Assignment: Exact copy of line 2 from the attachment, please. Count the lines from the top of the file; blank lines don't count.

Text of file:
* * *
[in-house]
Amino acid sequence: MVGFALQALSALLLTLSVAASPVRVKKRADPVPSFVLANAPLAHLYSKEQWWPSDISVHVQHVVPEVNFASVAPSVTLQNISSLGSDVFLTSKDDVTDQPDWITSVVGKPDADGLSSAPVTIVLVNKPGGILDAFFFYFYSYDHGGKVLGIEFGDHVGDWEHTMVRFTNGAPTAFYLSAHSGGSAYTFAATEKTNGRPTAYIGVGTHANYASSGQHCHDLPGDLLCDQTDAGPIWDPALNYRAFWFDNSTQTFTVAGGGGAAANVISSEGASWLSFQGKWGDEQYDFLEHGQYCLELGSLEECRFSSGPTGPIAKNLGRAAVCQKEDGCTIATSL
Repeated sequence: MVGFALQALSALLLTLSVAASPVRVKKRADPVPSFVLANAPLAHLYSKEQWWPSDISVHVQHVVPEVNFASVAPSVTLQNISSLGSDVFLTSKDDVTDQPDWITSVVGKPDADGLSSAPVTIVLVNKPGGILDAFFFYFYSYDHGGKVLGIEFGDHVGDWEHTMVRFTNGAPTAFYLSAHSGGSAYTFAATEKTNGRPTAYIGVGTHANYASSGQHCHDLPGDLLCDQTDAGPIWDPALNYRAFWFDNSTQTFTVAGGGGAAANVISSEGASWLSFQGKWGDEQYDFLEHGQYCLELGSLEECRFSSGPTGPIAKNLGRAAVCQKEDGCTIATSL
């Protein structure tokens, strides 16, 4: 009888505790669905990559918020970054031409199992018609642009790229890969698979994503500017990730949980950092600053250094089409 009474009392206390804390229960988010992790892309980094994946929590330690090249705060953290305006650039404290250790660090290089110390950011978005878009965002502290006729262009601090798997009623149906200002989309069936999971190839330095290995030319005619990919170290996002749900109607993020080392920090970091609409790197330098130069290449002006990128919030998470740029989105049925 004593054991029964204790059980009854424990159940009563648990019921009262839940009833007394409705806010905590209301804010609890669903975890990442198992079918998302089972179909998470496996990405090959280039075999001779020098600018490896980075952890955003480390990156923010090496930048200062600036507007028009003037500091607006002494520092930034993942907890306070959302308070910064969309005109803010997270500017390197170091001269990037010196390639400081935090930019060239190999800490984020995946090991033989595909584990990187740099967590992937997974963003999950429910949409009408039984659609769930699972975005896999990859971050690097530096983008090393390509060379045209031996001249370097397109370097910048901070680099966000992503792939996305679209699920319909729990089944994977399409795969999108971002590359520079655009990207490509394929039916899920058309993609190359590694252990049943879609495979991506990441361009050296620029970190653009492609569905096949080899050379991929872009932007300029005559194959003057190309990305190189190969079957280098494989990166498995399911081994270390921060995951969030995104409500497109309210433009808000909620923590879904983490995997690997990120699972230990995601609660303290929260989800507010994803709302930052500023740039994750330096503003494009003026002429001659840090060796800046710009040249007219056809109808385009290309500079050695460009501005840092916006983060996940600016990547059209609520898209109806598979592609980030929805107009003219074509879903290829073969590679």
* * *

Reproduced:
Amino acid sequence: MVGFALQALSALLLTLSVAASPVRVKKRADPVPSFVLANAPLAHLYSKEQWWPSDISVHVQHVVPEVNFASVAPSVTLQNISSLGSDVFLTSKDDVTDQPDWITSVVGKPDADGLSSAPVTIVLVNKPGGILDAFFFYFYSYDHGGKVLGIEFGDHVGDWEHTMVRFTNGAPTAFYLSAHSGGSAYTFAATEKTNGRPTAYIGVGTHANYASSGQHCHDLPGDLLCDQTDAGPIWDPALNYRAFWFDNSTQTFTVAGGGGAAANVISSEGASWLSFQGKWGDEQYDFLEHGQYCLELGSLEECRFSSGPTGPIAKNLGRAAVCQKEDGCTIATSL